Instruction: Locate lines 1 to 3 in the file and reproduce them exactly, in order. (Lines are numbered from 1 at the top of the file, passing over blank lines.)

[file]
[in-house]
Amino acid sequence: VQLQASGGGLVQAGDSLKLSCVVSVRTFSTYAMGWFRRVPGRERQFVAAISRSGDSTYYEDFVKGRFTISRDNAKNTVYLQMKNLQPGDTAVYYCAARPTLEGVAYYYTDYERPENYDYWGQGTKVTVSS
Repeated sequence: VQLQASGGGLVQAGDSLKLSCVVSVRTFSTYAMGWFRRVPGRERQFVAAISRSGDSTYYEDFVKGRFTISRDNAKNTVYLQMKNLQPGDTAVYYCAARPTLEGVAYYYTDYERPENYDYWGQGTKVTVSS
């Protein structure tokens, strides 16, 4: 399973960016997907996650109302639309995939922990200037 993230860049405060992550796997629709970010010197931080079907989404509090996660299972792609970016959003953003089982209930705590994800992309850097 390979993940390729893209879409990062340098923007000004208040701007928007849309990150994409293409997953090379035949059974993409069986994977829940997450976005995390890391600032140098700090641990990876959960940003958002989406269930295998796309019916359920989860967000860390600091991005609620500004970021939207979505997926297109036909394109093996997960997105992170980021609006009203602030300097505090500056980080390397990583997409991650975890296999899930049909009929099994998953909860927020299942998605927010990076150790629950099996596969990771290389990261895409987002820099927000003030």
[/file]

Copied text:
[in-house]
Amino acid sequence: VQLQASGGGLVQAGDSLKLSCVVSVRTFSTYAMGWFRRVPGRERQFVAAISRSGDSTYYEDFVKGRFTISRDNAKNTVYLQMKNLQPGDTAVYYCAARPTLEGVAYYYTDYERPENYDYWGQGTKVTVSS
Repeated sequence: VQLQASGGGLVQAGDSLKLSCVVSVRTFSTYAMGWFRRVPGRERQFVAAISRSGDSTYYEDFVKGRFTISRDNAKNTVYLQMKNLQPGDTAVYYCAARPTLEGVAYYYTDYERPENYDYWGQGTKVTVSS